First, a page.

- Associated Press - Friday, December 23, 2016

ST. JOSEPH, Mo. (AP) - Burnt rubble and caution tape line some of the streets in downtown St. Joseph after two massive fires over the span of two months.

First, it was the old Mitchelhill Seed Co. building and then the Pioneer building - both vacant, historic structures destroyed, the News-Press (https://bit.ly/2h5pHM7 ) reported. But three local preservationists are looking ahead instead of focusing on the devastation. Cole Woodbury, Lisa Rock and Isobel McGowan are in the early stages of forming a Fire Prevention and Investigation subcommittee as a citizen’s organization. All three of them are landmark commissioners. They are also involved in the Historic St. Joseph Foundation, which the subcommittee will be formed under.

The first fire’s cause remains undetermined because of extensive damage and the second fire’s investigation is just beginning. As crews begin searching for answers, Woodbury said he feels frustrated and prompted to organize the subcommittee.

“Obviously you want to learn from any negative experience otherwise it’s just a tragedy,” said Woodbury.

Rock said she and the other founders of the subcommittee want to work with the city, the fire department and the police department to help prevent and investigate fires.

“We’re interested in trying to help find out what’s happening, what we can do to help better our chances of saving our properties and keeping them from being burnt,” she said.

McGowan said she hopes the group can offer the city and various departments by offering their expertise, ideas and strategies.

“Maybe articles that we’ve found, maybe examples of other cities we’ve researched, bring those to the table and offer those in conversation to help the city think through this problem,” said McGowan. “It’s a very complex problem, there are a lot of moving parts there.”

The problem of old buildings catching fire isn’t new in St. Joseph. The subcommittee’s founders said they’ve discussed the idea of stepping in to help for years. However, the two recent fires are fueling their efforts.

As crews begin the investigation process at the Pioneer Building, the community is lead to assumptions based on the process of elimination.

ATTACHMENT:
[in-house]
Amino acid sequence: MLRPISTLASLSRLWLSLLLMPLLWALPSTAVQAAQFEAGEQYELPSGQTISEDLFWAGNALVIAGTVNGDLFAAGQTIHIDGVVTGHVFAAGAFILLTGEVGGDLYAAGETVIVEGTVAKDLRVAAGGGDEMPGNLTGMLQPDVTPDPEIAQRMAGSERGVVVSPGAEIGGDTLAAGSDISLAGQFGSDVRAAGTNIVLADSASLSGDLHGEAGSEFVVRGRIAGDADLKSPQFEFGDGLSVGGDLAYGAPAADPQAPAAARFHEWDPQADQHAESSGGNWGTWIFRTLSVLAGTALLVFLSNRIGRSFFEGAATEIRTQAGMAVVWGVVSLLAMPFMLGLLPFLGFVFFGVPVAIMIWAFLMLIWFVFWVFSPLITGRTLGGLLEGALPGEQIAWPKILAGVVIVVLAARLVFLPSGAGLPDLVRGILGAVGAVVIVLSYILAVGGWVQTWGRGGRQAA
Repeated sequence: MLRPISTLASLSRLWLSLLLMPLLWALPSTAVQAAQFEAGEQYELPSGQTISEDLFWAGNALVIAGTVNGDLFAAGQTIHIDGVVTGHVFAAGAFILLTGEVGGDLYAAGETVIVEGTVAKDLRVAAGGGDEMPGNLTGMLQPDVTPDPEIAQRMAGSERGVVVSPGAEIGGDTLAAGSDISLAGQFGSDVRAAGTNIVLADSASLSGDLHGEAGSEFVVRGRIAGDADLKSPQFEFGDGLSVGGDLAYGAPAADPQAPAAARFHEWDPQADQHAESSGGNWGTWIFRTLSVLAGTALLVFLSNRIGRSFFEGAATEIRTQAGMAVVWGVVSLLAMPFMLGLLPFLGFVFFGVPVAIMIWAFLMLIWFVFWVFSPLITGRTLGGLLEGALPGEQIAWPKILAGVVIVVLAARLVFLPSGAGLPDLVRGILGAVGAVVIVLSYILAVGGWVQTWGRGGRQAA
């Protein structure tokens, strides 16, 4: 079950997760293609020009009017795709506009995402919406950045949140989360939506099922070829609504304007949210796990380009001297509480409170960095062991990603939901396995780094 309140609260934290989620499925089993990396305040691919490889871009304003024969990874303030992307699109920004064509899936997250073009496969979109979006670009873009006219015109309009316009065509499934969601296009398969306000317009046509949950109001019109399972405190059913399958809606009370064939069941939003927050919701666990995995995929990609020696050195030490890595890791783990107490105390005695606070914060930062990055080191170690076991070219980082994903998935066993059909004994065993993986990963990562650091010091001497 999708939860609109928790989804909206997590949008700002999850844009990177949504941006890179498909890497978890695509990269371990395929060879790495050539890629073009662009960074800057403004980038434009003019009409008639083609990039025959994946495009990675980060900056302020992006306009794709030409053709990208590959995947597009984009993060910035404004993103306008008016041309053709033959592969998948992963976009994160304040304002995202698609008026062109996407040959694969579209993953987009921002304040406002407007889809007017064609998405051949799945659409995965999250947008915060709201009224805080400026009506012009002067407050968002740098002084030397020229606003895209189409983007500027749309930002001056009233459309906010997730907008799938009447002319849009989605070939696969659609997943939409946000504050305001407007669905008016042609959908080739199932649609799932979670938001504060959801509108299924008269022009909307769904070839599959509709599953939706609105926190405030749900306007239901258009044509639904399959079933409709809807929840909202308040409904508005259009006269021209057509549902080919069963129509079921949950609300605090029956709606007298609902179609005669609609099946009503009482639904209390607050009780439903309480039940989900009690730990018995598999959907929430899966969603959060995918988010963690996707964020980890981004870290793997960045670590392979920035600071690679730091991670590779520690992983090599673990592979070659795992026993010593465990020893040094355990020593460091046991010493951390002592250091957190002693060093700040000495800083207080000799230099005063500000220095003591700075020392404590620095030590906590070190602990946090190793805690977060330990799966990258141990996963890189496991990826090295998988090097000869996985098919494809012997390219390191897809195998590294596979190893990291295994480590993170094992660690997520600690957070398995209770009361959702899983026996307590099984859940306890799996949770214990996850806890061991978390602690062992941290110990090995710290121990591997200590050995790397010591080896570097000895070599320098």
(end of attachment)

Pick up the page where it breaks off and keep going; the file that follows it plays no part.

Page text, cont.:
“Sometimes you think of the agents that start fires, electricity, gas, lightning strikes and when none of those things are evident or at play, the only remaining cause can be human hand, whether it’s deliberate or accidental,” McGowan said.

Woodbury said that he’s noticed a concern with the homeless population entering vacant buildings, which the subcommittee could help monitor.

“I just hope that we have a little more people paying attention, people being aware. We could have some sort of group in place that can monitor empty structures in some formal way to keep them safe to know if there’s any infiltration by people instead of letting it get to the point where we’re not aware of it until after the devastation,” said Woodbury.

When it comes to working with the city and various departments to help prevent and investigate fires, Woodbury said he doesn’t want to step on any toes or usurp authority.

“We just want to know what we can do to help be eyes and ears within the community to help them do their job even better or to help bring them information and maybe be aware of things before the problems even arise,” he said.

McGowan said the group hopes to have a mission statement, clear objectives and a meeting date soon and she encourages others to get involved.

“I always think that shining a bright light on a problem can often yield great success, great suggestions,” she said.

People can connect with the subcommittee founders on the Historic St. Joseph Foundation Facebook page.


Information from: St. Joseph News-Press/St. Joe, Missouri, https://www.newspressnow.com

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